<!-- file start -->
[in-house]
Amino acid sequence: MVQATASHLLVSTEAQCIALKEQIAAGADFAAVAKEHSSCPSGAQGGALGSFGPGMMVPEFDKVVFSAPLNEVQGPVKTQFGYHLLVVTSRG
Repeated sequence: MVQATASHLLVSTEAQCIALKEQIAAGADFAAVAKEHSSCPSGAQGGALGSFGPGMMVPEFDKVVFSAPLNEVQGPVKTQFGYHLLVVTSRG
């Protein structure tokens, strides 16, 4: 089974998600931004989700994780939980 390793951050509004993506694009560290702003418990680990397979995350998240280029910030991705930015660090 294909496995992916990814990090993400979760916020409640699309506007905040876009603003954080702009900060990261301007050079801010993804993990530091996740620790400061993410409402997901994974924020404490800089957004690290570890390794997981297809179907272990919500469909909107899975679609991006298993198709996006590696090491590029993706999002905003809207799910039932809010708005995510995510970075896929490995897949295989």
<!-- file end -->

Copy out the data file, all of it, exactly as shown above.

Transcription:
[in-house]
Amino acid sequence: MVQATASHLLVSTEAQCIALKEQIAAGADFAAVAKEHSSCPSGAQGGALGSFGPGMMVPEFDKVVFSAPLNEVQGPVKTQFGYHLLVVTSRG
Repeated sequence: MVQATASHLLVSTEAQCIALKEQIAAGADFAAVAKEHSSCPSGAQGGALGSFGPGMMVPEFDKVVFSAPLNEVQGPVKTQFGYHLLVVTSRG
């Protein structure tokens, strides 16, 4: 089974998600931004989700994780939980 390793951050509004993506694009560290702003418990680990397979995350998240280029910030991705930015660090 294909496995992916990814990090993400979760916020409640699309506007905040876009603003954080702009900060990261301007050079801010993804993990530091996740620790400061993410409402997901994974924020404490800089957004690290570890390794997981297809179907272990919500469909909107899975679609991006298993198709996006590696090491590029993706999002905003809207799910039932809010708005995510995510970075896929490995897949295989």